Report: The IRS's Customer Service Is As Terrible As You'd Expect

The agency's own performance measures say it's doing fine, but a watchdog's report tells a different story.


Kris Tripplaar/Sipa USA/Newscom

Improving the Internal Revenue Service's poor customer service should be a "top priority" for the agency's next commissioner, according to an internal IRS watchdog.

Although the IRS's own performance measures indicate it is doing just fine, those measures don't tell the whole story, National Taxpayer Advocate Nina Olson's says in her mid-year report to Congress, which was released on Wednesday. Two other measures, the American Customer Satisfaction Index and the Forrester U.S. Federal Customer Experience Index, reveal "taxpayers are not being well served."

The IRS claims live representatives answered roughly 80 percent of toll-free phone calls from customers during the 2018 filing season. But according to Olson, IRS personnel answered just 29 percent of those calls. Many of the other calls involved an automated system or ended when the customer hung up.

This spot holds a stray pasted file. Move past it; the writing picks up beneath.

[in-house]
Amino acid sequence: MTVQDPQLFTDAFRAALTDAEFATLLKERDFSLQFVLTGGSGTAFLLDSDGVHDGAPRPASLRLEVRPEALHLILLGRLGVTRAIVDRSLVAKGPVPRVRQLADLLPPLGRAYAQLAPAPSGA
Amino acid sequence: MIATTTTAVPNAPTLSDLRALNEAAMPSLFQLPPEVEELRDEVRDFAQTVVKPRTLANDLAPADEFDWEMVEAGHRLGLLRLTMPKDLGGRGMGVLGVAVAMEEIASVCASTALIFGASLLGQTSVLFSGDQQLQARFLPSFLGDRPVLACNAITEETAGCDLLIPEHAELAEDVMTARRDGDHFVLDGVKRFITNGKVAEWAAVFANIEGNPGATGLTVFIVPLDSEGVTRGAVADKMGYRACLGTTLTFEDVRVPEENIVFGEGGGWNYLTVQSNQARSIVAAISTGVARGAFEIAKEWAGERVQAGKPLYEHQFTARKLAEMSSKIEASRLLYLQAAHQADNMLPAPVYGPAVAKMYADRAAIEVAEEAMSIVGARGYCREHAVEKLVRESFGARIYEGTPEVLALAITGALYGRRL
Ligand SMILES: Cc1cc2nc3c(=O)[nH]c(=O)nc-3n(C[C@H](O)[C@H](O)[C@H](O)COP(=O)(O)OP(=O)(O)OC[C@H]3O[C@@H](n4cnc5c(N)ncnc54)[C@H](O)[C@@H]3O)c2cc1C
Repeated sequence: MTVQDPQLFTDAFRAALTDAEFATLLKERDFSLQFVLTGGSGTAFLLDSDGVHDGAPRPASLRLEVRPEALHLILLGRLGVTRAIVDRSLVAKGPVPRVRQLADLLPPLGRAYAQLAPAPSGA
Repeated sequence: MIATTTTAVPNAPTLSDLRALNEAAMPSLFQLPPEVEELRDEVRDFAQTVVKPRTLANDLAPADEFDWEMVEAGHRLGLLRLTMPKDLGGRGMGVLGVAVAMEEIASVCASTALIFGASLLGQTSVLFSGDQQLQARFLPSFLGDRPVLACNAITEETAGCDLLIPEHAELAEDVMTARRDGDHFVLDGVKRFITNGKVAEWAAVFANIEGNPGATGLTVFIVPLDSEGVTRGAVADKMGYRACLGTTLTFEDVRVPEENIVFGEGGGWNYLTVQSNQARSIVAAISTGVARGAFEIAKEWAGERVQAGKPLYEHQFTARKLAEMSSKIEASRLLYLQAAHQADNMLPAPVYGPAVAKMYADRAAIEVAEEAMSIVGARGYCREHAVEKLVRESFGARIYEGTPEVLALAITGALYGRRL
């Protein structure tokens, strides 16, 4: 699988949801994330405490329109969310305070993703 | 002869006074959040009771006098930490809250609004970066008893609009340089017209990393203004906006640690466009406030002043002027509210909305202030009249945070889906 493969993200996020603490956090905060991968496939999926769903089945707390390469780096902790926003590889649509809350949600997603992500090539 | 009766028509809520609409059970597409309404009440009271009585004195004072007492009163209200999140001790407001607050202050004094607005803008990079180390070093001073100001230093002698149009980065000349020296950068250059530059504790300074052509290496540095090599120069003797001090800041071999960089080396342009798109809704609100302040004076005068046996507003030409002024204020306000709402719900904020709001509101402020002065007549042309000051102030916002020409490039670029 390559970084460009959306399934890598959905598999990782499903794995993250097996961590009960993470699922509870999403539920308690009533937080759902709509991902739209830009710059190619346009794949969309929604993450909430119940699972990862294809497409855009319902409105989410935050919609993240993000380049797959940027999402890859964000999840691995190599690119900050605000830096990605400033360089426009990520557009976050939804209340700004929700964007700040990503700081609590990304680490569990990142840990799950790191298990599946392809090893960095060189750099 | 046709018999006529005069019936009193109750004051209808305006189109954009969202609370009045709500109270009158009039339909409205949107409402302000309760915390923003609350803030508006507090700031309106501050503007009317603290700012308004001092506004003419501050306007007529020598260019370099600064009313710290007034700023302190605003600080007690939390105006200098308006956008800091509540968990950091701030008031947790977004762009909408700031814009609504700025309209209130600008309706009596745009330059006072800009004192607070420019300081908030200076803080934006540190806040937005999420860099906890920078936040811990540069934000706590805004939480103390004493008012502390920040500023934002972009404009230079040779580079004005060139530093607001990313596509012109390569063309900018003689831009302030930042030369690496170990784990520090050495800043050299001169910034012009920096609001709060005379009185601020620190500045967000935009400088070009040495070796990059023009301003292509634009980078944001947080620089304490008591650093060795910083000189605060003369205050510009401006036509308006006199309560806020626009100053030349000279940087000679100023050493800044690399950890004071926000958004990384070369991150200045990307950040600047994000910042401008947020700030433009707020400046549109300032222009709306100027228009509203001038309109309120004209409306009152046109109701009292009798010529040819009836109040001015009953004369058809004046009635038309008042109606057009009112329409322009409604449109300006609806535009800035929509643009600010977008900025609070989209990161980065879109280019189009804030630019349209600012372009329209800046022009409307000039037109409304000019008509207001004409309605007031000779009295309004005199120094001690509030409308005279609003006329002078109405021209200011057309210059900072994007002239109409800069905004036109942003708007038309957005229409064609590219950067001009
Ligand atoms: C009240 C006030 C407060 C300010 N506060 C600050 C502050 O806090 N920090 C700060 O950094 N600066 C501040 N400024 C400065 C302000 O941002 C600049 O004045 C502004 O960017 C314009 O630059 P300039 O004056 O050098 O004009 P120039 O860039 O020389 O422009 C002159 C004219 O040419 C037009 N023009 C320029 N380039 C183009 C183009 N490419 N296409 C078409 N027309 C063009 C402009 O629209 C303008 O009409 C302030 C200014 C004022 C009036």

The IRS says 90 percent of customers who called on the toll-free line were satisfied with their experience, but that number is misleading as well. As The Hill reported, the only people surveyed were those who actually spoke to a live representative, meaning the people most likely to be unsatisfied with their customer service experience didn't get the chance to say so.

Olson cites cuts to the IRS's budget as well as "the need to implement several significant new laws" as reasons the agency has been stretched thin. She lauds a bill passed by the House of Representatives in April that she says "would direct the IRS to develop a comprehensive customer service strategy within one year," calling it "a step in the right direction."

Customer service deficiencies aside, Olson says the agency's biggest challenge is implementing the Tax Cut and Jobs Act of 2017. She is confident, however, that the IRS "will deliver what it has been asked to do."

Olson's report was released one day before President Donald Trump's nominee to lead the IRS, Charles Rettig, will appear before the Senate for his confirmation hearing. If confirmed, Rettig will lead the IRS through 2022.